Proof (WBP) glue similar to most exterior plywoods. Marine plywood can be graded as being compliant with BS 1088, which is a British Standard for marine plywood. There are few international standards for grading marine plywood and most of the standards are voluntary. Some marine plywood has a Lloyd’s of London stamp that certifies it to be BS 1088 compliant. Some plywood is also labeled based on the wood used to manufacture it. Examples of this are Okoumé or Meranti. Marine plywood is frequently used in the construction of docks and boats. It is much more expensive than standard plywood: the cost for a typical 4-foot by 8-foot 1/2-inch thick board is roughly $75 to $100 U.S. or around $2.50 per square foot, which is about three times as expensive as standard plywood.

Other plywoods
Other types of plywoods include fire-retardant, moisture-resistant, wire mesh, sign-grade and pressure-treated. However, the plywood may be treated with various chemicals to improve the plywood’s fireproofing. Each of these products is designed to fill a need in industry.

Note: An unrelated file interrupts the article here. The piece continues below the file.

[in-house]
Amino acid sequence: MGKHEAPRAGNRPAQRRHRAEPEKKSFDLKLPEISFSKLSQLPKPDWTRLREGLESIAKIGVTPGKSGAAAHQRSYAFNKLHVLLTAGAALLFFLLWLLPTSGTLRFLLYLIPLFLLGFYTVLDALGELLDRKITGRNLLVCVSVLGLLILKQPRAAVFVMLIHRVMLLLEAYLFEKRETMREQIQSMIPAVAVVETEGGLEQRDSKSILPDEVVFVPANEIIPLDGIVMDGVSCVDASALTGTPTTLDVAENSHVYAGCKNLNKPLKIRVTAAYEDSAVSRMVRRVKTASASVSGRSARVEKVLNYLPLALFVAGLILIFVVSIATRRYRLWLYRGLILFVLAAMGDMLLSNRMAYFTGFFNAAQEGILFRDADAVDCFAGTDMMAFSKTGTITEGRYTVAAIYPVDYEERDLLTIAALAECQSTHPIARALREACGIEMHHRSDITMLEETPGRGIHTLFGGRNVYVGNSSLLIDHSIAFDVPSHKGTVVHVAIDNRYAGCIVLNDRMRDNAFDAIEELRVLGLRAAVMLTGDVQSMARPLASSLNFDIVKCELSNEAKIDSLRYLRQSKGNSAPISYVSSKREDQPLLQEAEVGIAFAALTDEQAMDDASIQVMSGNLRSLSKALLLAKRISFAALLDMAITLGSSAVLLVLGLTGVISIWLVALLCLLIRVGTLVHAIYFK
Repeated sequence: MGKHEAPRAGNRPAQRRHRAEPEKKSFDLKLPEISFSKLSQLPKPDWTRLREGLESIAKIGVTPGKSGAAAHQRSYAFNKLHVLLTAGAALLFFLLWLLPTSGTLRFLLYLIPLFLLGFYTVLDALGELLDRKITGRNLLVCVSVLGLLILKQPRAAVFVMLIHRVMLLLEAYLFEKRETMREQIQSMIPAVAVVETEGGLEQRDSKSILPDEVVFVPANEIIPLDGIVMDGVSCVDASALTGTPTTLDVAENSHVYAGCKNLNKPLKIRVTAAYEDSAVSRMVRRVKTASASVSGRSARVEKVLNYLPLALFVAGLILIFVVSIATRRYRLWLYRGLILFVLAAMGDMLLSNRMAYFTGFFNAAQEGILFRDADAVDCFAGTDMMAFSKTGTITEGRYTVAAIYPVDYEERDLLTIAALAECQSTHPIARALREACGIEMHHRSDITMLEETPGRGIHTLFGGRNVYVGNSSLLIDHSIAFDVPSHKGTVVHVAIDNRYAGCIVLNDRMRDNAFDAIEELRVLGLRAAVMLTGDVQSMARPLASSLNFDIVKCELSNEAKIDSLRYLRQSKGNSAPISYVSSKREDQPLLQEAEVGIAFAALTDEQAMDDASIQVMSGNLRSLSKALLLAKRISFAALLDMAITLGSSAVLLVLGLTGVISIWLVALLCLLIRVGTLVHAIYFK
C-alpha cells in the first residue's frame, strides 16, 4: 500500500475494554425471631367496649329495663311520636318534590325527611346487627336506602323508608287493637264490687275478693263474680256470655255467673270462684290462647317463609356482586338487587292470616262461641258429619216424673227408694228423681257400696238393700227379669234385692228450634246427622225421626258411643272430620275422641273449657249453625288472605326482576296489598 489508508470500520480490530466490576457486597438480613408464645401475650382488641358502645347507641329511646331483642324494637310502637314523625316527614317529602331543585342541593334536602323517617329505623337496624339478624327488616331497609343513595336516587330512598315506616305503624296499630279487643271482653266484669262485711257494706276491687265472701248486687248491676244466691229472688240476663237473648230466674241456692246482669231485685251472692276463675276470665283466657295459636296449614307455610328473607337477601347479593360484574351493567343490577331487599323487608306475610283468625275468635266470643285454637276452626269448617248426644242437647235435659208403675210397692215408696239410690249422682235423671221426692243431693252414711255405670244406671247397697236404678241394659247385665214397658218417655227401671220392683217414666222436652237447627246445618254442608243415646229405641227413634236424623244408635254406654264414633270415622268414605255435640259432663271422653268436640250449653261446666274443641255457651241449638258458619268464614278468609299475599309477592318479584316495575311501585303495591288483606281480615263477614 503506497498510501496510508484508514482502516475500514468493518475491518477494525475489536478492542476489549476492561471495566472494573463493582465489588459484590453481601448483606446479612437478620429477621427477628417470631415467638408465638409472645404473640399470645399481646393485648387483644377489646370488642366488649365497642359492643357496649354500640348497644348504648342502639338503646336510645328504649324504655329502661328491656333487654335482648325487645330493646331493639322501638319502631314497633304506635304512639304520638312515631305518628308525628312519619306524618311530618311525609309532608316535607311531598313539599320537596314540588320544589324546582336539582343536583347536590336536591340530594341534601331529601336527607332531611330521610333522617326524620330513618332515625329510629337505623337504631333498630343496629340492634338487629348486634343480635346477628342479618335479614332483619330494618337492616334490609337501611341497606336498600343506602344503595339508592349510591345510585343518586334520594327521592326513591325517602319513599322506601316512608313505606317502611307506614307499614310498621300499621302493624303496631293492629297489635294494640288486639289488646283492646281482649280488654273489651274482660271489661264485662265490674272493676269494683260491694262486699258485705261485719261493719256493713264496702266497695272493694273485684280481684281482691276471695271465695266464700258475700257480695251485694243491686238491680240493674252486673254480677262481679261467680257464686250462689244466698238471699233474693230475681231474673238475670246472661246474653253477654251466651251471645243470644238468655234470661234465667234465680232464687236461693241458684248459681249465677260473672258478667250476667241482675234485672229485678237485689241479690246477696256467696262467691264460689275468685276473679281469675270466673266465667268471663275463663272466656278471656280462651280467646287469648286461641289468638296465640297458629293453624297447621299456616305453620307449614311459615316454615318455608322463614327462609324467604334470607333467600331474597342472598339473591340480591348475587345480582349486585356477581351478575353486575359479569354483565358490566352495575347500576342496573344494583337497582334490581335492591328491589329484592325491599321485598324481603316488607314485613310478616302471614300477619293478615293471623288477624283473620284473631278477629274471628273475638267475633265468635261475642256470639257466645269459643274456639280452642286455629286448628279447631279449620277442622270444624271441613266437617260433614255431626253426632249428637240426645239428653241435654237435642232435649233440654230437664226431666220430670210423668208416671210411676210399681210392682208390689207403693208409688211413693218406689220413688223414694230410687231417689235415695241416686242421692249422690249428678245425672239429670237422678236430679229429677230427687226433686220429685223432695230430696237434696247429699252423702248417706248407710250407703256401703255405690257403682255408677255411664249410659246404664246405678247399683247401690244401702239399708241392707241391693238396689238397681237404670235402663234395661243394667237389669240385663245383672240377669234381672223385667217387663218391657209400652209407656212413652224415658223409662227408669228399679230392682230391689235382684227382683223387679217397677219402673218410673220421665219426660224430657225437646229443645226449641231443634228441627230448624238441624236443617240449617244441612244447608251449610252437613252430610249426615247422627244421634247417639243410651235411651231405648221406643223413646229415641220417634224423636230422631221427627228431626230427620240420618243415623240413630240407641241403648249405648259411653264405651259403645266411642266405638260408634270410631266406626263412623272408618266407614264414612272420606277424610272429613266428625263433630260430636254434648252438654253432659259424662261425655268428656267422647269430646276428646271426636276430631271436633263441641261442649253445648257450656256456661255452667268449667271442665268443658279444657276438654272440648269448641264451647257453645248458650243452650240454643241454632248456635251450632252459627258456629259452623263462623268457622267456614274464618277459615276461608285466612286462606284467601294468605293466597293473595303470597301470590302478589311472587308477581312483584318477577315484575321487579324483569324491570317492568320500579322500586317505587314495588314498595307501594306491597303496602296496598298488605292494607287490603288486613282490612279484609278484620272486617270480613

RAW MATERIALS

  • Cathod copper
  • Aluminium ingot
  • Wood sheet resin

Produceduction of Aluminium rod by hot rolled method in Properzi plant
In the Properzi method, aluminium ingots are charged in melting furnace, each charge consisting of 2500 pounds which takes about 30 minutes for melting. After the ingots are subjected to the melting process, the aluminium is transferred to the holding furnaces, from where it is taken to the holding pot. The metal which it poured is cooled by water sprays, as a result of which it is solidified and emerges in the form of a continuous bar. The bar is rolled and comes out in the form of a hot rolled rod of 9.5 mm. diameter in continuous length. This rod is known as Properzi Rod.